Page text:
so would have been by completely sealing off the right-of-way and erecting overpasses at
every crossing. Dr. Berg, Choate’s purported expert, offered no competent evidence
supporting the feasibility of such measures. That is reason enough to reverse the decision
below and order the entry of judgment. See infra pp. 34-42.
Finally, the proceedings below were marred by a host of evidentiary rulings that
excluded plainly material evidence offered by defendants and denied Choate’s
admissions their proper, dispositive effect, while giving Choate broad latitude to
introduce unsupported and irrelevant testimony. See infra pp. 42-49. A new trial is
warranted on account of these errors, and also because this counterintuitive verdict was
against the manifest weight of the evidence.
Defendants Owed No Duty To Choate Because He Reasonably Could Have Been Expected To Appreciate, And Did In Fact Appreciate, That Jumping Onto A Moving Train Is Dangerous.
Kahn provides only a narrow exception to the general rule that a landowner owes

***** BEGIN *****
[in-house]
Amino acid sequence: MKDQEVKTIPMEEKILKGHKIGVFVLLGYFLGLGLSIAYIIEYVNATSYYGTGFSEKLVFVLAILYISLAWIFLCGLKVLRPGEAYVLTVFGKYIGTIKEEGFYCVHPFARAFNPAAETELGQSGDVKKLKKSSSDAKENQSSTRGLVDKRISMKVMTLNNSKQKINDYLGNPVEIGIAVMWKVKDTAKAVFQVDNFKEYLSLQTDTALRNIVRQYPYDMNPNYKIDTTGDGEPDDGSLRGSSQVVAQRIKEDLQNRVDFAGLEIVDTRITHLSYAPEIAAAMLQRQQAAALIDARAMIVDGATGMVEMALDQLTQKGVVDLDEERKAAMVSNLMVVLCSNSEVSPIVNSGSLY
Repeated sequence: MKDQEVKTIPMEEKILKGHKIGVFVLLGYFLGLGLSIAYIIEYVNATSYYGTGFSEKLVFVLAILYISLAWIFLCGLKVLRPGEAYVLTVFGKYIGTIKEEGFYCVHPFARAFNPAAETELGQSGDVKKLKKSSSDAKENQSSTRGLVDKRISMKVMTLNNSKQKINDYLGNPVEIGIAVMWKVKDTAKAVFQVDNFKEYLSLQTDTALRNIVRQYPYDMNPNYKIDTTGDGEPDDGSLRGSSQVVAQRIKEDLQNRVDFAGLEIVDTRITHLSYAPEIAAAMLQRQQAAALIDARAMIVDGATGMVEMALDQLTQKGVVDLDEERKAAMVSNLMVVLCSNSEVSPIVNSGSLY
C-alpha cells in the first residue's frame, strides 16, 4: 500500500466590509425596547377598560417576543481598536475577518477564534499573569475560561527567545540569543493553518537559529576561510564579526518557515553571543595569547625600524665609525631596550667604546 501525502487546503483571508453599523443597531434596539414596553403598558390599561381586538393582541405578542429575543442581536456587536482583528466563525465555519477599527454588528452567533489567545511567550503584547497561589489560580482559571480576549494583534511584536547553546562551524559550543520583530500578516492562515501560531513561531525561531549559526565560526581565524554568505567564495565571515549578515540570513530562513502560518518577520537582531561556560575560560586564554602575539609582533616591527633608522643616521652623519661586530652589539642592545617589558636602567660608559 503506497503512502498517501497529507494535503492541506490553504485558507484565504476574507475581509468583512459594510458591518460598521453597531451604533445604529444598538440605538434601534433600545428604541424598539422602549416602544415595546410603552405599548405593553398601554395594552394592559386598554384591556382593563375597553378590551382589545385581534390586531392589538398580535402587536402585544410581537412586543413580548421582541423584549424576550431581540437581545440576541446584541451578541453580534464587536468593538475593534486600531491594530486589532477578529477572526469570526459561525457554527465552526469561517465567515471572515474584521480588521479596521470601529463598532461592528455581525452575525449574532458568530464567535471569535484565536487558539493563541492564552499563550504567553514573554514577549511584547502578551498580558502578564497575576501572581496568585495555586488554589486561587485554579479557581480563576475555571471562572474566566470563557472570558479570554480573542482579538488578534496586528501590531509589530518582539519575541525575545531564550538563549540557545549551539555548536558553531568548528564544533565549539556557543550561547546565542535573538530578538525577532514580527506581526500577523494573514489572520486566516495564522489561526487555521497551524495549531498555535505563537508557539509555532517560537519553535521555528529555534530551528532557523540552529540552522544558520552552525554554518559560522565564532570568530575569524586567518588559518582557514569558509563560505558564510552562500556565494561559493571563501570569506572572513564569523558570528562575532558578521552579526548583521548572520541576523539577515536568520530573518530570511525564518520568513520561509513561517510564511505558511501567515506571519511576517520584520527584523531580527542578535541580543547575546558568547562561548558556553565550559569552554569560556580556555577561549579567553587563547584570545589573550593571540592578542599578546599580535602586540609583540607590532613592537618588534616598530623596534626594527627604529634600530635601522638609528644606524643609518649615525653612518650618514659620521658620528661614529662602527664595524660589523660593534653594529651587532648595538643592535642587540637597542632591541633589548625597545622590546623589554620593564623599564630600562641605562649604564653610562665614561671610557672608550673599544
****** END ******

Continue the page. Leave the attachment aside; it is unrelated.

no duties to a trespassing child. Under Kahn, a duty of reasonable care is imposed when:
(1) the owner or occupier of the land knew or should have known that children habitually frequent the property; (2) a defective structure or dangerous condition was present on the property; (3) the defective structure or dangerous condition was likely to injure children because they are incapable, because of age and maturity, of appreciating the risk involved; and (4) the expense and inconvenience of remedying the defective structure or dangerous condition was slight when compared to the risk to children.
Mt. Zion, 169 Ill. 2d at 117. As with any other part of the plaintiff’s prima facie case, the
child seeking recovery bears the burden of proving that each of these elements is
satisfied. Colls, 212 Ill. App. 3d at 924; see also Corcoran, 73 Ill. 2d at 328.
Kahn—which “brought Illinois law into harmony with section 339 of the